Five ways to Prevent You and Your spouse from Drifting Apart
In the early stages of a romantic relationship, a strong attraction draws you together and drives your thoughts, actions, and plans. The couple thinks this attraction will always stay strong and require almost no work to keep the emotions alive. There is intentional effort needed to do things to keep the spark in your marriage.
Signs you and your partner could be growing apart.
There is a loss of affection and attraction, and a decrease in sex life.
Neither of you is attracted to the other like you were in the past. It is rare that either of you initiates or responds to signs of affection like kissing or hugging or setting the stage for sex.
You spend less time together and run out of things to talk about.
There is still a lingering thought that going on a date together would be nice, but more effort is needed to make it happen with all the other responsibilities. Early on, you both had plenty to talk about when together; now, conversations die down quickly and sometimes are awkward.
It feels like you're not invested in the marriage and are living as strangers.
There is so little time spent together, and you don't do the little things to care for each other as a couple that you used to do. It feels like you are not sure you know them any longer.
Other things seem more important than each other, and you’re giving up on trying to get close again.
When trying to discuss concerns about the relationship, it gets crowded out by something or someone else. Things feel hopeless, and you've given up trying to accept that this is how life is now. Others have noticed and commented that the two of you no longer seem close.
There is a lot of resentment.
Resentments for both of you have been growing because of the disappointment in the relationship.
How to Reconnect with your spouse.
Talk About It.
The first step to overcoming the growing distance between you and your partner is to discuss your concerns. However, it's essential to avoid blame, use I feel statements, give observations, and avoid confrontation. Talk about bridging the gap together.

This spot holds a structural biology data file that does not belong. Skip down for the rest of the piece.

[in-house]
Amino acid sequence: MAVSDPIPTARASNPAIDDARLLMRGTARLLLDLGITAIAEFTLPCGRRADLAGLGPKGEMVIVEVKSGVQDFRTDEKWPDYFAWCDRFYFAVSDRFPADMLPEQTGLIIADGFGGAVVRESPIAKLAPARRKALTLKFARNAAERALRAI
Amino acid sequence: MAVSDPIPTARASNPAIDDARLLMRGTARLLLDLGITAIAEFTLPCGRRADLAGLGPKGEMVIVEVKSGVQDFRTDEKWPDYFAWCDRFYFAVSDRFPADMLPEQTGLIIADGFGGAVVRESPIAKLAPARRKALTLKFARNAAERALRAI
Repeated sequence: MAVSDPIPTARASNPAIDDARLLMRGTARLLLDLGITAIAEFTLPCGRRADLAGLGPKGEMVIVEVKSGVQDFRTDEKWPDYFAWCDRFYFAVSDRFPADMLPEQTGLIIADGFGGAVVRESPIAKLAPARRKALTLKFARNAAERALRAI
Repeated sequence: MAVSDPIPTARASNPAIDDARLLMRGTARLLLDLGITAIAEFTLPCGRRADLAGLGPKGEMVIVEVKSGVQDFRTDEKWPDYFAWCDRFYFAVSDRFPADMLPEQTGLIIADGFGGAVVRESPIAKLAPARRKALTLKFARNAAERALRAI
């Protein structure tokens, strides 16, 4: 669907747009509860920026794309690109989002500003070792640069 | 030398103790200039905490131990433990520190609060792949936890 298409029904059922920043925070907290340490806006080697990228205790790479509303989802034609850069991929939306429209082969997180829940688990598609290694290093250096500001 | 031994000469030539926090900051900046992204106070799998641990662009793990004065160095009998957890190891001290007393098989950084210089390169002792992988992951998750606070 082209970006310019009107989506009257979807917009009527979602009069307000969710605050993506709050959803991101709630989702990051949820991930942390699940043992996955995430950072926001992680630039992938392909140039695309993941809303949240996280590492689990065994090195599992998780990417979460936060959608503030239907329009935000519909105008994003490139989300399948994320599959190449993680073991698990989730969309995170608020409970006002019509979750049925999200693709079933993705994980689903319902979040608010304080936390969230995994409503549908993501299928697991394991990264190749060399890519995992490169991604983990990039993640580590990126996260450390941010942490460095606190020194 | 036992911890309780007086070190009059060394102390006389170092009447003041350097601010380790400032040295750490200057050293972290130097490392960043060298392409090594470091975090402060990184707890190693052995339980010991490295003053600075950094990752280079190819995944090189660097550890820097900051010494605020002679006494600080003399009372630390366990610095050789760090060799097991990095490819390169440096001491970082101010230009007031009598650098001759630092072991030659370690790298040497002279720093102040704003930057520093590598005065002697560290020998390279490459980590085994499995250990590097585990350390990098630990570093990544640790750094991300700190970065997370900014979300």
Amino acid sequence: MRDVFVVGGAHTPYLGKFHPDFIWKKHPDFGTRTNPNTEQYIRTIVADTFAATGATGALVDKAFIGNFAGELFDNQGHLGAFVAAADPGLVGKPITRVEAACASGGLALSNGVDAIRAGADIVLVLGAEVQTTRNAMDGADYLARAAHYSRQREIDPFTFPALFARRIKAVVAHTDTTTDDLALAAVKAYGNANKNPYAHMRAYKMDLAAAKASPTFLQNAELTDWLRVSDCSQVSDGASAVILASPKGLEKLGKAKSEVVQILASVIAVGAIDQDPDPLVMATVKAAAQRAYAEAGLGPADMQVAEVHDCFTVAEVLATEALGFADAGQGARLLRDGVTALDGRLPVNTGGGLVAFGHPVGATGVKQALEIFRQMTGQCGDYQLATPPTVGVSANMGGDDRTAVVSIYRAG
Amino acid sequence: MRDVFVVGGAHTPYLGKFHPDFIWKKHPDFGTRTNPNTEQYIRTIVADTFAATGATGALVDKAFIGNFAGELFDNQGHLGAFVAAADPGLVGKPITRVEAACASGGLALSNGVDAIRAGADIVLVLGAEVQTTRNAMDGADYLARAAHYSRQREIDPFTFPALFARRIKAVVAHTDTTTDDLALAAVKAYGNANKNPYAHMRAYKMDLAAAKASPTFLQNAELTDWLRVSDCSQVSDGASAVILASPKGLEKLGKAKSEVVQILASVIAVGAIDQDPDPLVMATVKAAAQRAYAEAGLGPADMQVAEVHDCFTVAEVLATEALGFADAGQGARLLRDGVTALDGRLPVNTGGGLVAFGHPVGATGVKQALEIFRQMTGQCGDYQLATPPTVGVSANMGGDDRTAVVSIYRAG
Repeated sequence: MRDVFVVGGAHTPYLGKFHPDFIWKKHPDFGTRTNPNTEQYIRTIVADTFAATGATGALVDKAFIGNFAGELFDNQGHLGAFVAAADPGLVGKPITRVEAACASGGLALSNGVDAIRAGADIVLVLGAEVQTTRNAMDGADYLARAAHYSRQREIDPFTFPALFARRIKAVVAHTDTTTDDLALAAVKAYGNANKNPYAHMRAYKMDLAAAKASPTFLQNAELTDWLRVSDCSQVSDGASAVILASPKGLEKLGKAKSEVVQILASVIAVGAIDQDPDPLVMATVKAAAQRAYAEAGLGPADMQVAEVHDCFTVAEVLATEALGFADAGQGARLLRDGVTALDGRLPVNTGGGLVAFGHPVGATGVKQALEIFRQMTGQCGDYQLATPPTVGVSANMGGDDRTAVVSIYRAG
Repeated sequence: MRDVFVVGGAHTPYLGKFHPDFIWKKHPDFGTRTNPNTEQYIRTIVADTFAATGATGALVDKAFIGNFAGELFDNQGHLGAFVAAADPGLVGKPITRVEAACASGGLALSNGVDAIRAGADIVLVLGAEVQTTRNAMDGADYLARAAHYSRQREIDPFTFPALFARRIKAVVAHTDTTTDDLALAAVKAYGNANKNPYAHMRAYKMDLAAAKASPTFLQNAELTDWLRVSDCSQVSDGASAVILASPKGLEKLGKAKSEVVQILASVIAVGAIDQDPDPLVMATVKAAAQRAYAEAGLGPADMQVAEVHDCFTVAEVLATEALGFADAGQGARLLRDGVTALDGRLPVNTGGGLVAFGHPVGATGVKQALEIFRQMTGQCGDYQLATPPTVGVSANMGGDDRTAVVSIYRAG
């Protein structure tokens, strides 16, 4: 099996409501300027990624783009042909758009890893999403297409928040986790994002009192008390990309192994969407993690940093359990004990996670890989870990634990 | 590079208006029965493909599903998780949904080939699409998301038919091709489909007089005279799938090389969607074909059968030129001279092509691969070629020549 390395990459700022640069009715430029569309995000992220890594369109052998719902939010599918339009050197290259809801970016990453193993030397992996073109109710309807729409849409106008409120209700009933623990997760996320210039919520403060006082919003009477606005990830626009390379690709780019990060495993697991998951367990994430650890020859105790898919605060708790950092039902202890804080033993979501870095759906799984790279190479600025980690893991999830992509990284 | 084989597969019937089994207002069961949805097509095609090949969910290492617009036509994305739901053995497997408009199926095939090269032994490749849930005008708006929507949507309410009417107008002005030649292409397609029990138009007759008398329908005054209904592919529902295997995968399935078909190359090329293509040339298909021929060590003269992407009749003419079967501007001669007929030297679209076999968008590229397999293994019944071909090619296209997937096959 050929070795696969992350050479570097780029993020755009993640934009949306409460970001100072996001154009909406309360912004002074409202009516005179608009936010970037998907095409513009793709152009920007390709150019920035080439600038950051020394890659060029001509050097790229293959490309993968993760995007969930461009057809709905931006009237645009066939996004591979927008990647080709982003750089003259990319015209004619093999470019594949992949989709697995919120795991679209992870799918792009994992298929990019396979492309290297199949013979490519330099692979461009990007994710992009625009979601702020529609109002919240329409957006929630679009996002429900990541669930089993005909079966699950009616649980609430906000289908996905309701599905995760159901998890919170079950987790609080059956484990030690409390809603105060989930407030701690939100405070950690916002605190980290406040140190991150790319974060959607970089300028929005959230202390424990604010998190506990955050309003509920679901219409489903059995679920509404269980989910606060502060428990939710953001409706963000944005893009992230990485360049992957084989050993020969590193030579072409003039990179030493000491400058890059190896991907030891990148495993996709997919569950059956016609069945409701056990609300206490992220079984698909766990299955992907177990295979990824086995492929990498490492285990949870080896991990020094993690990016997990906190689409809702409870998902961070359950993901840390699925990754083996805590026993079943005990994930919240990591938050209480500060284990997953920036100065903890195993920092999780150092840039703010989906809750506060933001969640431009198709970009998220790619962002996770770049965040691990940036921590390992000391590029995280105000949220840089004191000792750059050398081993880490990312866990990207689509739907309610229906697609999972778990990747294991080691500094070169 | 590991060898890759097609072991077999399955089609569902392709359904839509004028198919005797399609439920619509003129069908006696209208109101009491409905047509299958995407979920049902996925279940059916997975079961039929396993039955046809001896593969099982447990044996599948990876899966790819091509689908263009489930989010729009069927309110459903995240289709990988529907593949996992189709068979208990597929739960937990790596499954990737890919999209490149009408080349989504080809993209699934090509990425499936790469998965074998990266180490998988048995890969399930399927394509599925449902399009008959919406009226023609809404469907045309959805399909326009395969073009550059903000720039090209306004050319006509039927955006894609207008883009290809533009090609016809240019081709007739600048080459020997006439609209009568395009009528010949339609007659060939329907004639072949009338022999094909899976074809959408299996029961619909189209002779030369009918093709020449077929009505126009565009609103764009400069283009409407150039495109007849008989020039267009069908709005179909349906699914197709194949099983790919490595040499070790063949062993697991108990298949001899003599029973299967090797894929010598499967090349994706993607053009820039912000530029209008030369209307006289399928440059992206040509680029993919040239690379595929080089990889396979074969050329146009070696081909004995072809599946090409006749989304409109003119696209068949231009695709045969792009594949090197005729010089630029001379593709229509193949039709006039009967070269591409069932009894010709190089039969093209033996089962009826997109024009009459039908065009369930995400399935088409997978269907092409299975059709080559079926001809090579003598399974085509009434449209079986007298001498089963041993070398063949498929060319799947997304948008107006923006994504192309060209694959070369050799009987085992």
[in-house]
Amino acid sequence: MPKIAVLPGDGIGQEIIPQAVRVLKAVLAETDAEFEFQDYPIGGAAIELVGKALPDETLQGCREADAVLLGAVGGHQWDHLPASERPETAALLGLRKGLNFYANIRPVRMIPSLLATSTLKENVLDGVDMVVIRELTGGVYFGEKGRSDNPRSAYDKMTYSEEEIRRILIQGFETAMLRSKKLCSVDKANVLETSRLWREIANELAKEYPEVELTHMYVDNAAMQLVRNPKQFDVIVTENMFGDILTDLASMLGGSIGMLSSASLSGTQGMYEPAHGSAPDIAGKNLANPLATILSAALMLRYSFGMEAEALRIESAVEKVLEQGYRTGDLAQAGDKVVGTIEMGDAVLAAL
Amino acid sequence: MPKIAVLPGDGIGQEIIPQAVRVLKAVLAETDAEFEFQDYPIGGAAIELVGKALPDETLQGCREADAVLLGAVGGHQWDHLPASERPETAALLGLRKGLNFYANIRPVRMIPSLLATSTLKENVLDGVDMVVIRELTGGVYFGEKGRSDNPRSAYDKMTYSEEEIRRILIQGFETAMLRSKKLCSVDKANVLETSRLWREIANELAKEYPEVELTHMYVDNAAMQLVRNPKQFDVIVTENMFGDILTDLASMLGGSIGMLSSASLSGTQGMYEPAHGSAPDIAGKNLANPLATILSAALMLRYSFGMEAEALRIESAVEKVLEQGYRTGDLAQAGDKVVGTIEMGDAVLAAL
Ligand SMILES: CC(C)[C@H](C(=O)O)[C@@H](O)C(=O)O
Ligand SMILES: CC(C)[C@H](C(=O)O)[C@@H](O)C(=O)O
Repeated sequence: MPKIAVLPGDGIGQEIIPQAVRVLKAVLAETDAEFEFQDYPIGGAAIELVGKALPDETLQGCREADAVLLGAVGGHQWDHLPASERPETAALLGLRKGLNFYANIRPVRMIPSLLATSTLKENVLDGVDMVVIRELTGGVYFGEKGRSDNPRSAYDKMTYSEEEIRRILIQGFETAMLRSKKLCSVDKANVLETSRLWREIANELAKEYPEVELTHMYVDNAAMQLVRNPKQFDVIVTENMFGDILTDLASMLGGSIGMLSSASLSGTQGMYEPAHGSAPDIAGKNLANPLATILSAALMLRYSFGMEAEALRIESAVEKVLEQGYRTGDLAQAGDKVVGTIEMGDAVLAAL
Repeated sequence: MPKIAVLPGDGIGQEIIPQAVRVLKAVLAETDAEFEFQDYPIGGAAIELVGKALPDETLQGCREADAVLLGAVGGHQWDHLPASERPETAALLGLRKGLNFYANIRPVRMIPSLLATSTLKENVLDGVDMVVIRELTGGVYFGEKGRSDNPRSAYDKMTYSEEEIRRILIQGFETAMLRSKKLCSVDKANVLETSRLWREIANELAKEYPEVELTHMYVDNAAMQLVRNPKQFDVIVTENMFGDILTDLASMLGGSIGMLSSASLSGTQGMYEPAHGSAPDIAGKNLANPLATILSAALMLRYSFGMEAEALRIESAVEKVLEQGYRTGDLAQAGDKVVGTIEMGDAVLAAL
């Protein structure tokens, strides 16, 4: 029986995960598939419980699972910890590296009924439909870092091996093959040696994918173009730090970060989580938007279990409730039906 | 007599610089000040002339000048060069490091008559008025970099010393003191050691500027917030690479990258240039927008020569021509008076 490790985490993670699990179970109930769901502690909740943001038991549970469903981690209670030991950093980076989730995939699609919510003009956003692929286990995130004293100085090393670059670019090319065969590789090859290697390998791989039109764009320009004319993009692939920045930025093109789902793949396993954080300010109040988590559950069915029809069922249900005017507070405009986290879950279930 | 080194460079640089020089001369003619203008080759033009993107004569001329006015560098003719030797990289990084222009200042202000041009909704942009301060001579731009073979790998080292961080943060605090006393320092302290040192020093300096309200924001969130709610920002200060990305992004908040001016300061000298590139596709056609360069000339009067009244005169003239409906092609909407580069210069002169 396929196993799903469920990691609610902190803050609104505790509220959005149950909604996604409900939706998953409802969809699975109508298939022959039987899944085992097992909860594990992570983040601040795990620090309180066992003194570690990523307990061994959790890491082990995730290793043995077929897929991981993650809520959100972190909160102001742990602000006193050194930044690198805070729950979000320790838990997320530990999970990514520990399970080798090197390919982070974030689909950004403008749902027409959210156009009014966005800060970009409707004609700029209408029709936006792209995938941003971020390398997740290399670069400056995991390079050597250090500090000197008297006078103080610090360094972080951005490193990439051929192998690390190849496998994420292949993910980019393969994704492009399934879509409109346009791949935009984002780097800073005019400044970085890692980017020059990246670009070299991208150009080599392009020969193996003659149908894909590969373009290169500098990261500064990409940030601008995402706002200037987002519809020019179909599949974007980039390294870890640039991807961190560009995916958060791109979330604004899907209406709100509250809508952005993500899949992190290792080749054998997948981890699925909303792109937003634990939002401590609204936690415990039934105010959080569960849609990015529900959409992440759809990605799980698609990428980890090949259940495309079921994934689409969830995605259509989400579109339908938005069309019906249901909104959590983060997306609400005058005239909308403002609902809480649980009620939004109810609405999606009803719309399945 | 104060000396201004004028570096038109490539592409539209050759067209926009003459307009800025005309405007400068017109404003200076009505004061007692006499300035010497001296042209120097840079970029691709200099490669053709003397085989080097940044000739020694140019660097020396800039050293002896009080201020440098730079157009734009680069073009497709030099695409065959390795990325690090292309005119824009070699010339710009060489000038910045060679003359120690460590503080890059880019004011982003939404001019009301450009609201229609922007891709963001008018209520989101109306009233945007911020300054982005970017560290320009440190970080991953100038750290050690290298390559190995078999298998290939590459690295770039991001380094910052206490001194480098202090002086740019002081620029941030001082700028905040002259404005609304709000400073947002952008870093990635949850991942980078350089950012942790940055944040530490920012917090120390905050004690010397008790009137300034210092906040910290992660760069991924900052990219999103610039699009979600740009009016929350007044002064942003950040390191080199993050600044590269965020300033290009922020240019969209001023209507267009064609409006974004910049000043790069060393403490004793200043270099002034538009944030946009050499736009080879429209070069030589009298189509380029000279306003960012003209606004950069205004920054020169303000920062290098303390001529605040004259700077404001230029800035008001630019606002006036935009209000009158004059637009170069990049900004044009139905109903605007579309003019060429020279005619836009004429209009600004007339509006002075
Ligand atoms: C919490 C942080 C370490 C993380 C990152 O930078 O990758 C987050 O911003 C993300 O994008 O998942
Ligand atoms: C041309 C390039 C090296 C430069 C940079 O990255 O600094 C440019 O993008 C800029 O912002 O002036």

Spend more time together.
Research shows that couples who spend more time together experience greater happiness and less stress. Intersecting the demands of work and family requires time and devotion to divide time.
Show Caring & support for your partner.
Look for ways to care and support one another, as it is easier to feel connected to someone when you think they are in your corner. We feel better about ourselves and cope better with stressful situations when feeling upheld.
There are many ways to support your spouse in both words and deeds:
● Tell your partner how proud you are of them.
● Send a note describing your appreciation for them.
● Show your partner support through actions by doing favors or acts of kindness for them.
● Validate their feelings to help your spouse feel seen, understood, and more emotionally connected.
Nourish Your Relationship.
Nourish the love that they already have by interspersing tiny moments of connection and closeness every single day. Reach out warmly to your partner regularly and respond lovingly when your partner reaches out to you.
Here are a few ways you might do this:
● Kiss your partner goodbye daily on the way to work,slow down to enjoy the kiss and recognize that you are kissing someone you love.
● If your partner tells you how nice you look, make eye contact and thank them. If you want appreciation, appreciate it when you get it.
● When Your partner climbs into bed next to you, put away any distractions for a moment and tell them you're glad they are home and spend time with them.
These little efforts invigorate your relationship. Remember to nourish your relationship to avoid draining it. Stay close to your partner even when life is turbulent so you're still together when it isn't.
Remember How and Why You and Your Spouse Fell in Love.
Make an effort to remember why you got together in the beginning. Pull out the early photos or the texts of when you were falling in love and spend some time remembering them or write about the beautiful things you did together to shift the mood to positive. Try bringing some of these activities back into your life to prevent falling into a rut and drifting apart.
It takes joint effort from both spouses to bring life into your marriage again. Consider using Marriage In a Box for helpful suggestions on bringing closeness and spark into your marriage.
Marriage In a Box is a resource for obtaining tools, techniques, and solutions professional marriage counselors use for typical relationship issues. Marriage coaching is also available on the website. You can also set goals and obtain rewards. Feel free to check out the kit and sources of information online.